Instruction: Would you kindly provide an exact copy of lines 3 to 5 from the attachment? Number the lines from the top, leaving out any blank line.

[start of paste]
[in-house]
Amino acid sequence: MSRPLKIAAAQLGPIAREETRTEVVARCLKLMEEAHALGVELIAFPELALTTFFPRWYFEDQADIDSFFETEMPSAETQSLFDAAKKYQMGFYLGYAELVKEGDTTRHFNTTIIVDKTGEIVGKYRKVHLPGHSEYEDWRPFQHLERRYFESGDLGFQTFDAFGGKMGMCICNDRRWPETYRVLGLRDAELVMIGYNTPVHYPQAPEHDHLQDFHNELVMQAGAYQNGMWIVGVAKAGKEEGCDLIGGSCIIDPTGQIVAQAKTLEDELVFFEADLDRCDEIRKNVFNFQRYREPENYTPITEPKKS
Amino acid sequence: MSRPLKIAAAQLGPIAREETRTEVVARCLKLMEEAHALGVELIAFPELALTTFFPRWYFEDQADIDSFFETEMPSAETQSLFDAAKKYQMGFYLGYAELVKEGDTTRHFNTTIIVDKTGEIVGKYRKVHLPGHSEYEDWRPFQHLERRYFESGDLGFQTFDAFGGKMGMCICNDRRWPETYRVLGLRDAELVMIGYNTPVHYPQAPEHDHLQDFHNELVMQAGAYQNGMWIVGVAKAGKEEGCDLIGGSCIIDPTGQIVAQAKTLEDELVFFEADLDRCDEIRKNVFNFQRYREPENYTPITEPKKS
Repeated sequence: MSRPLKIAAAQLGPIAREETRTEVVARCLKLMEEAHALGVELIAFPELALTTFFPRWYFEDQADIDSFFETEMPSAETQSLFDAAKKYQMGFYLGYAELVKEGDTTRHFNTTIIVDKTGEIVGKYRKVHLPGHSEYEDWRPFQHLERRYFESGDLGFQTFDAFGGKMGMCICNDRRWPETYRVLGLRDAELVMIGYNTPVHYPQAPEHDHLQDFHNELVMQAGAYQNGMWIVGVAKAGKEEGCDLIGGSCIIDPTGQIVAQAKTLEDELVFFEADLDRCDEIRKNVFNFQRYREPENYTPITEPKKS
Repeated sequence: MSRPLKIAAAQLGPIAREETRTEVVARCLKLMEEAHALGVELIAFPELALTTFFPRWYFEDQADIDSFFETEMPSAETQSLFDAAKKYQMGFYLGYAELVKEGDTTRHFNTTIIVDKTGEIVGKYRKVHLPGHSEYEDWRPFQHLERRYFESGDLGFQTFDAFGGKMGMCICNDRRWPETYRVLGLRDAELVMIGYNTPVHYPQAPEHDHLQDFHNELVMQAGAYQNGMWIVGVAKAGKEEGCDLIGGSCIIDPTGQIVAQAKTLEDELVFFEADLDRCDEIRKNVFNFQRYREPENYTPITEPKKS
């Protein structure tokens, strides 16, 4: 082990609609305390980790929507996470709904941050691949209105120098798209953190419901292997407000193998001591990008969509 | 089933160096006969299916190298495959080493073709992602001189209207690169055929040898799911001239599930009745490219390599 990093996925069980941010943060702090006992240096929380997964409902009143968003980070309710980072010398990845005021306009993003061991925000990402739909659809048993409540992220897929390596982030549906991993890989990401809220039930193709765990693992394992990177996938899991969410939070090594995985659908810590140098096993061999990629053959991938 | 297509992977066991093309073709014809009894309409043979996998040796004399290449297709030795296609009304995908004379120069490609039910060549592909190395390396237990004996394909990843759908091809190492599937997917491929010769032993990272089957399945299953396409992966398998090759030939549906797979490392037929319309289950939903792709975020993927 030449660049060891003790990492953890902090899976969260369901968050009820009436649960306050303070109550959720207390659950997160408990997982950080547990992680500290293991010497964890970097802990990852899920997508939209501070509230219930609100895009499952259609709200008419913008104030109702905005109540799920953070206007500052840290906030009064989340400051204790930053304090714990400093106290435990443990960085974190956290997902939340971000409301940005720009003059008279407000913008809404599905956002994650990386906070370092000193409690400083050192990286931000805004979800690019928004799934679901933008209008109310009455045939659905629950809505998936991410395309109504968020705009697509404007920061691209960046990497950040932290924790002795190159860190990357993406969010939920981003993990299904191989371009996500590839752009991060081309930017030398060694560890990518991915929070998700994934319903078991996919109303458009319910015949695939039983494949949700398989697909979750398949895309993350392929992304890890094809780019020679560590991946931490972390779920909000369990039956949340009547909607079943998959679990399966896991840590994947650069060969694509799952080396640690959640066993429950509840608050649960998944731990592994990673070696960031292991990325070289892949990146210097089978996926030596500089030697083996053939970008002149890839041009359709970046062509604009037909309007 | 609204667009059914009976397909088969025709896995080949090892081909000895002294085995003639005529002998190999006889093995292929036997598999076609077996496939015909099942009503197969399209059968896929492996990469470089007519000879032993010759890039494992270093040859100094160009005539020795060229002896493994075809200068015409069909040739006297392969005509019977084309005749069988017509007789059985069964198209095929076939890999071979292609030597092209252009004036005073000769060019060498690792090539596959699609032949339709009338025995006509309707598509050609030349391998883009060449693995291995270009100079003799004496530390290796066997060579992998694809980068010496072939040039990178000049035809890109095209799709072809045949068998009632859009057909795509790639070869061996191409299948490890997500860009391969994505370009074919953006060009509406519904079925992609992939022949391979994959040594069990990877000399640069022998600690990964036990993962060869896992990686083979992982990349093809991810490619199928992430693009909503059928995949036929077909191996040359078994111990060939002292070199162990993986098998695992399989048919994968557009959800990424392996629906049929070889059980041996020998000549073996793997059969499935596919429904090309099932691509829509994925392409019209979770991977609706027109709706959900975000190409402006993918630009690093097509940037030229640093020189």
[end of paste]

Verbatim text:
Amino acid sequence: MSRPLKIAAAQLGPIAREETRTEVVARCLKLMEEAHALGVELIAFPELALTTFFPRWYFEDQADIDSFFETEMPSAETQSLFDAAKKYQMGFYLGYAELVKEGDTTRHFNTTIIVDKTGEIVGKYRKVHLPGHSEYEDWRPFQHLERRYFESGDLGFQTFDAFGGKMGMCICNDRRWPETYRVLGLRDAELVMIGYNTPVHYPQAPEHDHLQDFHNELVMQAGAYQNGMWIVGVAKAGKEEGCDLIGGSCIIDPTGQIVAQAKTLEDELVFFEADLDRCDEIRKNVFNFQRYREPENYTPITEPKKS
Repeated sequence: MSRPLKIAAAQLGPIAREETRTEVVARCLKLMEEAHALGVELIAFPELALTTFFPRWYFEDQADIDSFFETEMPSAETQSLFDAAKKYQMGFYLGYAELVKEGDTTRHFNTTIIVDKTGEIVGKYRKVHLPGHSEYEDWRPFQHLERRYFESGDLGFQTFDAFGGKMGMCICNDRRWPETYRVLGLRDAELVMIGYNTPVHYPQAPEHDHLQDFHNELVMQAGAYQNGMWIVGVAKAGKEEGCDLIGGSCIIDPTGQIVAQAKTLEDELVFFEADLDRCDEIRKNVFNFQRYREPENYTPITEPKKS
Repeated sequence: MSRPLKIAAAQLGPIAREETRTEVVARCLKLMEEAHALGVELIAFPELALTTFFPRWYFEDQADIDSFFETEMPSAETQSLFDAAKKYQMGFYLGYAELVKEGDTTRHFNTTIIVDKTGEIVGKYRKVHLPGHSEYEDWRPFQHLERRYFESGDLGFQTFDAFGGKMGMCICNDRRWPETYRVLGLRDAELVMIGYNTPVHYPQAPEHDHLQDFHNELVMQAGAYQNGMWIVGVAKAGKEEGCDLIGGSCIIDPTGQIVAQAKTLEDELVFFEADLDRCDEIRKNVFNFQRYREPENYTPITEPKKS